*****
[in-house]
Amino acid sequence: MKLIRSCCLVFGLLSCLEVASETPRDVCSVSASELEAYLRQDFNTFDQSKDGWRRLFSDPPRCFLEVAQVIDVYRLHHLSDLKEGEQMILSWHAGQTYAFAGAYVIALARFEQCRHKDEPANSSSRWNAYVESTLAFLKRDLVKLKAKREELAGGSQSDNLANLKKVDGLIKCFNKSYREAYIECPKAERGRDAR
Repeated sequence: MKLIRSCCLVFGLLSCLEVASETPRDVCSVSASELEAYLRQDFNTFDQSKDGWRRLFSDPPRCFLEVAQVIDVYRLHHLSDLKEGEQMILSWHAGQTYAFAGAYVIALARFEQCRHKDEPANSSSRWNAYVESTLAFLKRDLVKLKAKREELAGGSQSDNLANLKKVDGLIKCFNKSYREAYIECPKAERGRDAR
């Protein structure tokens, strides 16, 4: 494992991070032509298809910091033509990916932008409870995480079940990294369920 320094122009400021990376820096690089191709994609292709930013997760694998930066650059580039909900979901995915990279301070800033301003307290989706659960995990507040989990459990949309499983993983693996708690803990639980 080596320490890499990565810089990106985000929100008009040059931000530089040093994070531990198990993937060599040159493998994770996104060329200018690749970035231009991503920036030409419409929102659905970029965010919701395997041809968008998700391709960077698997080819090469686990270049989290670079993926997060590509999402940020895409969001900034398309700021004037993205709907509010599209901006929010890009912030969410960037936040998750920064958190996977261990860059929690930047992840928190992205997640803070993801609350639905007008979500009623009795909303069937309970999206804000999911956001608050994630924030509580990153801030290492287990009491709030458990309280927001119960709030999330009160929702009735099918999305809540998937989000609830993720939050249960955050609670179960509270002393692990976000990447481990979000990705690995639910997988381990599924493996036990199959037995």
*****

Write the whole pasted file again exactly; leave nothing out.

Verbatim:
[in-house]
Amino acid sequence: MKLIRSCCLVFGLLSCLEVASETPRDVCSVSASELEAYLRQDFNTFDQSKDGWRRLFSDPPRCFLEVAQVIDVYRLHHLSDLKEGEQMILSWHAGQTYAFAGAYVIALARFEQCRHKDEPANSSSRWNAYVESTLAFLKRDLVKLKAKREELAGGSQSDNLANLKKVDGLIKCFNKSYREAYIECPKAERGRDAR
Repeated sequence: MKLIRSCCLVFGLLSCLEVASETPRDVCSVSASELEAYLRQDFNTFDQSKDGWRRLFSDPPRCFLEVAQVIDVYRLHHLSDLKEGEQMILSWHAGQTYAFAGAYVIALARFEQCRHKDEPANSSSRWNAYVESTLAFLKRDLVKLKAKREELAGGSQSDNLANLKKVDGLIKCFNKSYREAYIECPKAERGRDAR
């Protein structure tokens, strides 16, 4: 494992991070032509298809910091033509990916932008409870995480079940990294369920 320094122009400021990376820096690089191709994609292709930013997760694998930066650059580039909900979901995915990279301070800033301003307290989706659960995990507040989990459990949309499983993983693996708690803990639980 080596320490890499990565810089990106985000929100008009040059931000530089040093994070531990198990993937060599040159493998994770996104060329200018690749970035231009991503920036030409419409929102659905970029965010919701395997041809968008998700391709960077698997080819090469686990270049989290670079993926997060590509999402940020895409969001900034398309700021004037993205709907509010599209901006929010890009912030969410960037936040998750920064958190996977261990860059929690930047992840928190992205997640803070993801609350639905007008979500009623009795909303069937309970999206804000999911956001608050994630924030509580990153801030290492287990009491709030458990309280927001119960709030999330009160929702009735099918999305809540998937989000609830993720939050249960955050609670179960509270002393692990976000990447481990979000990705690995639910997988381990599924493996036990199959037995």